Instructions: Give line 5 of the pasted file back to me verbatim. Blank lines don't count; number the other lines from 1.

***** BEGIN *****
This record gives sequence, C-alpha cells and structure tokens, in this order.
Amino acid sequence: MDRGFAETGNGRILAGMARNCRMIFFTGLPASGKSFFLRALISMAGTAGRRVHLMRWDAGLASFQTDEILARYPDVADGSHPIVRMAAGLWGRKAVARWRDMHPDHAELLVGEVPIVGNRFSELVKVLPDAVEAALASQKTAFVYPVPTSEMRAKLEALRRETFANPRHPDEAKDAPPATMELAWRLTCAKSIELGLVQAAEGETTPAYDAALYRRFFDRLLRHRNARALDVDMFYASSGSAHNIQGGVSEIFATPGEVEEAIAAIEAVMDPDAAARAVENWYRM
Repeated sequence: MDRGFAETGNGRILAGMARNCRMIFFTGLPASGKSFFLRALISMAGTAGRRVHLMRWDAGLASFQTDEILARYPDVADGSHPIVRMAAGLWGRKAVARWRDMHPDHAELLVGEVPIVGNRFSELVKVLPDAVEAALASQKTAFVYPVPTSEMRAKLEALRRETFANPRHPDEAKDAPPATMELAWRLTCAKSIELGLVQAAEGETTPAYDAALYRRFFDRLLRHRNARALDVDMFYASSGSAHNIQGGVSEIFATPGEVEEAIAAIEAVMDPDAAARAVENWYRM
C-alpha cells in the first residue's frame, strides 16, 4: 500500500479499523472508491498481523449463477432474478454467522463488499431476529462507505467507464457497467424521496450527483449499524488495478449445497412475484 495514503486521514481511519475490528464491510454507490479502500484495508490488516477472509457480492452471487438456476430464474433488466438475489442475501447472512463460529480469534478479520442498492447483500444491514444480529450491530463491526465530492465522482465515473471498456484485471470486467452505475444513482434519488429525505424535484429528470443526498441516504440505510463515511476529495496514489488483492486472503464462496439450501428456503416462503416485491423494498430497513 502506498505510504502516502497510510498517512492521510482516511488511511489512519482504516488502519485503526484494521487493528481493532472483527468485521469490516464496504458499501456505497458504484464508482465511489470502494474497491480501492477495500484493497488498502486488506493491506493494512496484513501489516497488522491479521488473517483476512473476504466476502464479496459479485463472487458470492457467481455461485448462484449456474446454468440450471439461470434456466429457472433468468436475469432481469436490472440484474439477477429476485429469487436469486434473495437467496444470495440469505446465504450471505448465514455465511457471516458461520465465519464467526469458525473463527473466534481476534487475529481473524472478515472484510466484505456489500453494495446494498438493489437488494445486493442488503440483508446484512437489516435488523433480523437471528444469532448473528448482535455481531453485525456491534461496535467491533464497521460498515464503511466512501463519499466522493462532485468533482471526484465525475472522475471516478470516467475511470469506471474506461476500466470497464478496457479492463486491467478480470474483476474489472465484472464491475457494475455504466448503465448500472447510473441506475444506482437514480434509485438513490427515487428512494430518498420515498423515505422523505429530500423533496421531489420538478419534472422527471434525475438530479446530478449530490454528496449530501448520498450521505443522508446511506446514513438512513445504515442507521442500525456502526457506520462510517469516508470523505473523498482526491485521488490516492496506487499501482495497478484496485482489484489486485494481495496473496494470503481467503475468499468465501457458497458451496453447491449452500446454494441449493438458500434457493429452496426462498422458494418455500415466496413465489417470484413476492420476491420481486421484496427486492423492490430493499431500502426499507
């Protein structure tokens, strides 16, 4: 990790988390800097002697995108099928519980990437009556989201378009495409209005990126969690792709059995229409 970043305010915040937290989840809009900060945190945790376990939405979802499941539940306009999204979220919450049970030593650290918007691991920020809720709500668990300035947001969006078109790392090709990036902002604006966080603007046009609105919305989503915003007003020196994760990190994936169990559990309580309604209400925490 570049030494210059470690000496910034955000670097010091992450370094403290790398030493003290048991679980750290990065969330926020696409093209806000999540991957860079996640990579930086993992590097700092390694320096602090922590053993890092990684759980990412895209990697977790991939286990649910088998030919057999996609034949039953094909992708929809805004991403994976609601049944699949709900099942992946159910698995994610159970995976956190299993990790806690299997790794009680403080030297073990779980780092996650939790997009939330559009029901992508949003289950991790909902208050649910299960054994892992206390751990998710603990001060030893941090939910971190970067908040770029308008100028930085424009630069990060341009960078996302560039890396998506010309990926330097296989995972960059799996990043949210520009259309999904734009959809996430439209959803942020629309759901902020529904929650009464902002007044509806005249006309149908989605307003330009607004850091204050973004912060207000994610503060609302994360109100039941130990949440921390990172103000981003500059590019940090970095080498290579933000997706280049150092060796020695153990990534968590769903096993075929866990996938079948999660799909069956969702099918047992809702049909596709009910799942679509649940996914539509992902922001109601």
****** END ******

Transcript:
């Protein structure tokens, strides 16, 4: 990790988390800097002697995108099928519980990437009556989201378009495409209005990126969690792709059995229409 970043305010915040937290989840809009900060945190945790376990939405979802499941539940306009999204979220919450049970030593650290918007691991920020809720709500668990300035947001969006078109790392090709990036902002604006966080603007046009609105919305989503915003007003020196994760990190994936169990559990309580309604209400925490 570049030494210059470690000496910034955000670097010091992450370094403290790398030493003290048991679980750290990065969330926020696409093209806000999540991957860079996640990579930086993992590097700092390694320096602090922590053993890092990684759980990412895209990697977790991939286990649910088998030919057999996609034949039953094909992708929809805004991403994976609601049944699949709900099942992946159910698995994610159970995976956190299993990790806690299997790794009680403080030297073990779980780092996650939790997009939330559009029901992508949003289950991790909902208050649910299960054994892992206390751990998710603990001060030893941090939910971190970067908040770029308008100028930085424009630069990060341009960078996302560039890396998506010309990926330097296989995972960059799996990043949210520009259309999904734009959809996430439209959803942020629309759901902020529904929650009464902002007044509806005249006309149908989605307003330009607004850091204050973004912060207000994610503060609302994360109100039941130990949440921390990172103000981003500059590019940090970095080498290579933000997706280049150092060796020695153990990534968590769903096993075929866990996938079948999660799909069956969702099918047992809702049909596709009910799942679509649940996914539509992902922001109601």